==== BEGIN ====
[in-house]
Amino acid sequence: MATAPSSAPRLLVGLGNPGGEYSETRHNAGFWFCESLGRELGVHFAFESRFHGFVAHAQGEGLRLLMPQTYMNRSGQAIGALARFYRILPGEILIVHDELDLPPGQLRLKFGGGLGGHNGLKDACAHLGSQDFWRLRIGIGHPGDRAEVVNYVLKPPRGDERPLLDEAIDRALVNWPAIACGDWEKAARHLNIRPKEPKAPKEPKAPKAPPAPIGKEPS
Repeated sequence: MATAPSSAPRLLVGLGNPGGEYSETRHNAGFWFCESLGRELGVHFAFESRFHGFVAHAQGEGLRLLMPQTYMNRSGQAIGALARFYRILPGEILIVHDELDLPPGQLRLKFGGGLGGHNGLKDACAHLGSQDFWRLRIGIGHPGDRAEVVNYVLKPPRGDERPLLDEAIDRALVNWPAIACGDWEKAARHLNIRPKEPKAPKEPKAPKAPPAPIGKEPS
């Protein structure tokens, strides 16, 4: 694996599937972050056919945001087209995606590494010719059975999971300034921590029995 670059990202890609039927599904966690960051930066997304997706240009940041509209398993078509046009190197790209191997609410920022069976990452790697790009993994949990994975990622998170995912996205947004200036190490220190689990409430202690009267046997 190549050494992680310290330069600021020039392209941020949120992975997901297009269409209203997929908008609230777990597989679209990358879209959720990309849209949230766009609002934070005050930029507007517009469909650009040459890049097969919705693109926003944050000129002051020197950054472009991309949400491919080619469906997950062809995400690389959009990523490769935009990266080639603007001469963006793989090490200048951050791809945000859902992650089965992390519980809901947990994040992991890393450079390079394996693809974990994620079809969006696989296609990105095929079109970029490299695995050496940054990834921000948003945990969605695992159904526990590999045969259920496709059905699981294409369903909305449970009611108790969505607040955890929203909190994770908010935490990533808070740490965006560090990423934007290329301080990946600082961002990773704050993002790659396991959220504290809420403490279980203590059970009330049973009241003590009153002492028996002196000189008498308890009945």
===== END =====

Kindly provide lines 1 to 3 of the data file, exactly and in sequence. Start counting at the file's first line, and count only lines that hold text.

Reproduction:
[in-house]
Amino acid sequence: MATAPSSAPRLLVGLGNPGGEYSETRHNAGFWFCESLGRELGVHFAFESRFHGFVAHAQGEGLRLLMPQTYMNRSGQAIGALARFYRILPGEILIVHDELDLPPGQLRLKFGGGLGGHNGLKDACAHLGSQDFWRLRIGIGHPGDRAEVVNYVLKPPRGDERPLLDEAIDRALVNWPAIACGDWEKAARHLNIRPKEPKAPKEPKAPKAPPAPIGKEPS
Repeated sequence: MATAPSSAPRLLVGLGNPGGEYSETRHNAGFWFCESLGRELGVHFAFESRFHGFVAHAQGEGLRLLMPQTYMNRSGQAIGALARFYRILPGEILIVHDELDLPPGQLRLKFGGGLGGHNGLKDACAHLGSQDFWRLRIGIGHPGDRAEVVNYVLKPPRGDERPLLDEAIDRALVNWPAIACGDWEKAARHLNIRPKEPKAPKEPKAPKAPPAPIGKEPS